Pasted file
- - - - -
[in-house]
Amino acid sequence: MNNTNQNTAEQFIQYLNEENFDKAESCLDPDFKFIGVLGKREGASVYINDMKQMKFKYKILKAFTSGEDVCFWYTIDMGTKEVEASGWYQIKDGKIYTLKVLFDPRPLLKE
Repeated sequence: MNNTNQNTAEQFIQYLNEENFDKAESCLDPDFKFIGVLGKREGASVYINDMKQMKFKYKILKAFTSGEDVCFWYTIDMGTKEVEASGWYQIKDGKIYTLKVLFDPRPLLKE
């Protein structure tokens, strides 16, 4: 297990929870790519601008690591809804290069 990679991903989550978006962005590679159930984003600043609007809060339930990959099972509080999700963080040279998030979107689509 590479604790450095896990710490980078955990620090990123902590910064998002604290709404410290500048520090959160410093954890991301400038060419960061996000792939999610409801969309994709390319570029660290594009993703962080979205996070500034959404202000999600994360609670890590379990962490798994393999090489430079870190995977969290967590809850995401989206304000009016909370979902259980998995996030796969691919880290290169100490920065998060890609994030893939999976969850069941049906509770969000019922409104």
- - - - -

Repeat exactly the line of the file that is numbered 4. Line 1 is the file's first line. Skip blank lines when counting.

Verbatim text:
């Protein structure tokens, strides 16, 4: 297990929870790519601008690591809804290069 990679991903989550978006962005590679159930984003600043609007809060339930990959099972509080999700963080040279998030979107689509 590479604790450095896990710490980078955990620090990123902590910064998002604290709404410290500048520090959160410093954890991301400038060419960061996000792939999610409801969309994709390319570029660290594009993703962080979205996070500034959404202000999600994360609670890590379990962490798994393999090489430079870190995977969290967590809850995401989206304000009016909370979902259980998995996030796969691919880290290169100490920065998060890609994030893939999976969850069941049906509770969000019922409104």